POEMS AND SONGS by HENRY KENDALL. Published by J. R. Clarke, 356, George-street, and printed by F. Cunninghame, 184, Pitt-street, Sydney. 114 pages, 8vo.
We are always happy to receive fresh flowerets for the Chaplet of Australian Poesy, and it is thus with feelings of unaffected pleasure that we take up the neat little volume of poems recently published by Mr. Henry Kendall, some of whose compositions (distinguished by their smoothness of versification and elevated turn of thought) have already appeared in these columns. Mr. Henry Kendall is a poet of much promise, a native of New South Wales, whose inborn genius has already gained for him a respectable standing as a colonial writer, and who is, doubtless, destined, at no very remote period, to assume an honourable place amongst the constantly increasing ranks of British authors. Already the English Athenaeum has made favourable mention of the name of this young Australian, and has quoted a set of verses written by him -- doing justice to the abilities of the youthful aspirant after fame, and encouraging him to proceed onward in the toilsome ascent of Mount Parnassus. It is an old adage -- so old that it remains embalmed in the idiom of a dead language -- that "A poet is born -- not made," and Mr. Kendall would certainly appear to be one of the fortunate few who may fairly advance his claim to be so described. The forty-five poems which are now placed before the public in this little work are an incontestable proof of the talent of the author -- of his passionate love of the sublime and beautiful, and of his ambition to give utterance to thoughts that may long live in the stately rhythm and sonorous cadences of the English tongue. One very pleasing characteristic of his writings is the the obvious fact that he delights to draw his imagery from Australian scenery, and is evidently thoroughly familiar with its distinctive peculiarities, and its many singular beauties-and deeply impressed with that vague and dreamy tone of thought generated by a personal contemplation and consideration of all that is to be seen in the wilds of the bush, whether in the pathless solitudes of the interior or in the woody mist-laden glens of our picturesque coast scenery. Mr. Kendall resided, we believe, for some time in the beautiful southern district of Kiama, and expatiates with all a poet's enthusiasm upon the glorious scenery with which that secluded and lovely locality everywhere abounds; its rugged barrier of mountains, its pleasant, rolling hills, verdant valleys, pretty homesteads, and sparkling streamlets something rather unusual in Australia), seem to have awakened in the soul of the young Australian all the spirit of poetry. In the third poem of the series he thus expresses himself in language which will give the reader a very fair idea of his style.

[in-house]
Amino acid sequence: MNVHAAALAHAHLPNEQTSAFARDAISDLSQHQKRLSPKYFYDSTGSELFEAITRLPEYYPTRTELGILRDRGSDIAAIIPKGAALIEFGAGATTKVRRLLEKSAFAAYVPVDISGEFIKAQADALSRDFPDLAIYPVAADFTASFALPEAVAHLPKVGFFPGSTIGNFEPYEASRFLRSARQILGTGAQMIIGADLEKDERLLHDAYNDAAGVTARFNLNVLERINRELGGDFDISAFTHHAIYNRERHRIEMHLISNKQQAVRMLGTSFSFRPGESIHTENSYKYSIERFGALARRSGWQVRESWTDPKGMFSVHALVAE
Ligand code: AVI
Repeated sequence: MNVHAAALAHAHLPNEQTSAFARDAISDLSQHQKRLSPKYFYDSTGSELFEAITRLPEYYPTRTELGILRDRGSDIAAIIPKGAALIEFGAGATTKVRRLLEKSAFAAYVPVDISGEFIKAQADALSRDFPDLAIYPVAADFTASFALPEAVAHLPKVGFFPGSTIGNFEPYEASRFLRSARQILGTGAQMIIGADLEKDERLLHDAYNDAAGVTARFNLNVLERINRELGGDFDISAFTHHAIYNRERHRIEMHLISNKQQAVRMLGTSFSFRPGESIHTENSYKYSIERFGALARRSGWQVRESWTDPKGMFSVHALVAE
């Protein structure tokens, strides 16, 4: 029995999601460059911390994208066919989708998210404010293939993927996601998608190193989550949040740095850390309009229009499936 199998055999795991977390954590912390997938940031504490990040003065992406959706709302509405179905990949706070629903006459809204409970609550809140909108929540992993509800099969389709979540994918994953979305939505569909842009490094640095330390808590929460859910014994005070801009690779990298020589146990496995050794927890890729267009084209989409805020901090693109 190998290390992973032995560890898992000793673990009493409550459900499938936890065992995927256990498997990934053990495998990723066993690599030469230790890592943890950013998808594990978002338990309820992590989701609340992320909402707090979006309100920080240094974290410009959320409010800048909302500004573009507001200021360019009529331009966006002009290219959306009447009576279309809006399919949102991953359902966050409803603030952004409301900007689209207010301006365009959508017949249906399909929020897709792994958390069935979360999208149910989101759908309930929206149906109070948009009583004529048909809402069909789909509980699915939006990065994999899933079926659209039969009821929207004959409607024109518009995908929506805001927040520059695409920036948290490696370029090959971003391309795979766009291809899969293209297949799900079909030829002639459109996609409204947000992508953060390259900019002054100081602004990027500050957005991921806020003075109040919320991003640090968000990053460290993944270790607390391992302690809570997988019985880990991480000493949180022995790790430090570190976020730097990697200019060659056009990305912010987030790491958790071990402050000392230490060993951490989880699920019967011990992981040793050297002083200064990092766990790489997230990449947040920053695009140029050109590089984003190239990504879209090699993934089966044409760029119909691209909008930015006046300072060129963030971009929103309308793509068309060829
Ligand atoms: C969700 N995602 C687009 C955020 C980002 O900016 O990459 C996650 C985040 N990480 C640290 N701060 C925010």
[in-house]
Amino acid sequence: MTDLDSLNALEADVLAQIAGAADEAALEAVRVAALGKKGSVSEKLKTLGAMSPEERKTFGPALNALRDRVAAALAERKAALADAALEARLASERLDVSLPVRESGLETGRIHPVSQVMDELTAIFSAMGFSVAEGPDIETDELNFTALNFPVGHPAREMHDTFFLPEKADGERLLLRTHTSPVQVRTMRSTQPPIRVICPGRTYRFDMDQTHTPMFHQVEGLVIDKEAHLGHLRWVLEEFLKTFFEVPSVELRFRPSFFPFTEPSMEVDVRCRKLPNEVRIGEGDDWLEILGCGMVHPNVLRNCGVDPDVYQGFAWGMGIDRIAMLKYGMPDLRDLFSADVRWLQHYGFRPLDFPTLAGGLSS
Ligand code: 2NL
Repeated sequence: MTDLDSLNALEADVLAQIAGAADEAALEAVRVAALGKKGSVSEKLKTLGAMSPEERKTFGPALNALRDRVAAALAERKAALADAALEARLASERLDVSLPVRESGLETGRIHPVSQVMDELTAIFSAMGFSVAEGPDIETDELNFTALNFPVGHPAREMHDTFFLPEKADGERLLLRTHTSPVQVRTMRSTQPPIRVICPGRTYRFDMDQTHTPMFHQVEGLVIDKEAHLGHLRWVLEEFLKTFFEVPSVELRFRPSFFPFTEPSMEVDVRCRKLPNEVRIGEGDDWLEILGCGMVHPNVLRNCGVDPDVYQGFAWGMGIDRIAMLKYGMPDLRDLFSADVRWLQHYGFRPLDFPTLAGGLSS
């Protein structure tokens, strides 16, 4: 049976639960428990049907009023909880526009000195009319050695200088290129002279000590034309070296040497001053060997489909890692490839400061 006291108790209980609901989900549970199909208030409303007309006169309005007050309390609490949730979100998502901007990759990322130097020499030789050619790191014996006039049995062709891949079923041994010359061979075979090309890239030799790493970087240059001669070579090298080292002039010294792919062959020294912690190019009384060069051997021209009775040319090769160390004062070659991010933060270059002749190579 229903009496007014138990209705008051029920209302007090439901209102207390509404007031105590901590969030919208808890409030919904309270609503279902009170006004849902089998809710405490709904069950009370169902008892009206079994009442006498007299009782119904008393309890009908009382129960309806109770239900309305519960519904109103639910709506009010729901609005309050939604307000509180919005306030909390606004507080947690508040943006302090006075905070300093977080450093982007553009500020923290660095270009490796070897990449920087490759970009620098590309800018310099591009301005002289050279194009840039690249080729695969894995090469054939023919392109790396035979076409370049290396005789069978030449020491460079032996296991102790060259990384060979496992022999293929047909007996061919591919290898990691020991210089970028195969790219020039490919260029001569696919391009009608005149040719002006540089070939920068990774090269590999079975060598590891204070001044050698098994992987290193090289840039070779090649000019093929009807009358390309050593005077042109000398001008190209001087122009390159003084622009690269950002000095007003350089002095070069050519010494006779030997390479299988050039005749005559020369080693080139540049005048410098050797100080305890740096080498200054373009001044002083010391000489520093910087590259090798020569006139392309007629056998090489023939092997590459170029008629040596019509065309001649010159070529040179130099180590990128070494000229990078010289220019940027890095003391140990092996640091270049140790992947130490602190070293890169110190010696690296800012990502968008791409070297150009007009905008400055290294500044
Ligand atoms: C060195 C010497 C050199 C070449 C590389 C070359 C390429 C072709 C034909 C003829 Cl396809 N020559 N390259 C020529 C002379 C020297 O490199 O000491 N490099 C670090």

Kiama slumbers robed with mist
All glittering in the dewy light
That, brooding o'er
The shingly shore,
Lies resting in the arms of night!
And foam-flecked crags with surges chill,
And rocks embraced by cold-lipped spray,
Are moaning loud where billows crowd,
In angry numbers, up the bay.
The holy stars come looking down
On windy heights and swarthy strand;
And Life and Love --
The cliffs above --
Are sitting fondly hand in hand!
The following poem on "The Muse of Australia" contains some very fine lines, and will be read with pleasure, although it is not entirely free from a degree of carelessness and obscurity which might have been beneficially avoided, especially in the second stanza. The first verse appears to us to be, as a description of scenery, particularly graphic and well expressed:
Where the pines with the eagles are nestled in rifts,
And the torrent leaps down to the surges,
I have followed her, clambering over the clifts,
By the chasms and moon-haunted verges.
I know she is fair, as the angels are fair,
For have I not caught a faint glimpse of her there;
A glimpse of her face, and her glittering hair,
And a hand with the Harp of Australia!
I never can reach you, to hear the sweet voice